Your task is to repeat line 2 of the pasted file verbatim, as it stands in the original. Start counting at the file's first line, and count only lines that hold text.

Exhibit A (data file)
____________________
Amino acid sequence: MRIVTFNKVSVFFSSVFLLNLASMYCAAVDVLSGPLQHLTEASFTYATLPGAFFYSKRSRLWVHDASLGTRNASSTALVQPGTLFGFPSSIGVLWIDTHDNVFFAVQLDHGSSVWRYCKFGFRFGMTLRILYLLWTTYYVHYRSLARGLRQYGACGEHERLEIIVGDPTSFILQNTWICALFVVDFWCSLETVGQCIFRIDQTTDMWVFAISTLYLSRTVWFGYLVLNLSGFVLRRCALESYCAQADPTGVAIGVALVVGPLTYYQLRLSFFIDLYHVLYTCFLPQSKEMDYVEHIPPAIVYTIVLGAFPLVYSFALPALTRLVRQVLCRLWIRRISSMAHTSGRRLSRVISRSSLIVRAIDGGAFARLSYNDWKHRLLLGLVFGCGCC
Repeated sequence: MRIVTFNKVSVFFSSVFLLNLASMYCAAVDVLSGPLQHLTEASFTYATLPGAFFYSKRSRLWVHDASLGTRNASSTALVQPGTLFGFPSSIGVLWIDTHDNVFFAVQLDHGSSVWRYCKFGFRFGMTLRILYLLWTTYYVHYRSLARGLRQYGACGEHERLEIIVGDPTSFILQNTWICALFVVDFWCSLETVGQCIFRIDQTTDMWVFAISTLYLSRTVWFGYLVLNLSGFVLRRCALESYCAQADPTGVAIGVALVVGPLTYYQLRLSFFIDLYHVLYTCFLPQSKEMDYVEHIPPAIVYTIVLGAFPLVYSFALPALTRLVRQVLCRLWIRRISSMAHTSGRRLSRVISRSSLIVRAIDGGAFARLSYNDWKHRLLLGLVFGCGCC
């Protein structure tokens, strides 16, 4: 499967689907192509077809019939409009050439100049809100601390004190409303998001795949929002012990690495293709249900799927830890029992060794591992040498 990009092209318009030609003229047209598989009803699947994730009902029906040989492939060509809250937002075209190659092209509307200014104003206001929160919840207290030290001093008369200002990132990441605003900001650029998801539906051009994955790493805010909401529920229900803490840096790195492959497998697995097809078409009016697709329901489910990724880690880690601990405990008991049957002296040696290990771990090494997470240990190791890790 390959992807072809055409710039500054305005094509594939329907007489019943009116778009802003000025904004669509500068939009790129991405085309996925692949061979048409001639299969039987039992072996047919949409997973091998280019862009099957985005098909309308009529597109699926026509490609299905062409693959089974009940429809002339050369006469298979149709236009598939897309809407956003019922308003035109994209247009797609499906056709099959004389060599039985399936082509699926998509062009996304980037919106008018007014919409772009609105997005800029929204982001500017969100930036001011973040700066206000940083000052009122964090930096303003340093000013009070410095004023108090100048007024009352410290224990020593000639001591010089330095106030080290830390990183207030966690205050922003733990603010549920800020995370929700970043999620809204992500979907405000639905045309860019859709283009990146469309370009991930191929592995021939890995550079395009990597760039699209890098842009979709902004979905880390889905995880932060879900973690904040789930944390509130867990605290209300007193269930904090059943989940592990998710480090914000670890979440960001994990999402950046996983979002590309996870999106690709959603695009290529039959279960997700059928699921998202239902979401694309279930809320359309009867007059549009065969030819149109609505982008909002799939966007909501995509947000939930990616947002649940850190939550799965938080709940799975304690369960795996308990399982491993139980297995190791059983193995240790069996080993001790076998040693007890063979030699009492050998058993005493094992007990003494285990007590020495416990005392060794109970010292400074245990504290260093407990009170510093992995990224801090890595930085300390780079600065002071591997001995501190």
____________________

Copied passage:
Repeated sequence: MRIVTFNKVSVFFSSVFLLNLASMYCAAVDVLSGPLQHLTEASFTYATLPGAFFYSKRSRLWVHDASLGTRNASSTALVQPGTLFGFPSSIGVLWIDTHDNVFFAVQLDHGSSVWRYCKFGFRFGMTLRILYLLWTTYYVHYRSLARGLRQYGACGEHERLEIIVGDPTSFILQNTWICALFVVDFWCSLETVGQCIFRIDQTTDMWVFAISTLYLSRTVWFGYLVLNLSGFVLRRCALESYCAQADPTGVAIGVALVVGPLTYYQLRLSFFIDLYHVLYTCFLPQSKEMDYVEHIPPAIVYTIVLGAFPLVYSFALPALTRLVRQVLCRLWIRRISSMAHTSGRRLSRVISRSSLIVRAIDGGAFARLSYNDWKHRLLLGLVFGCGCC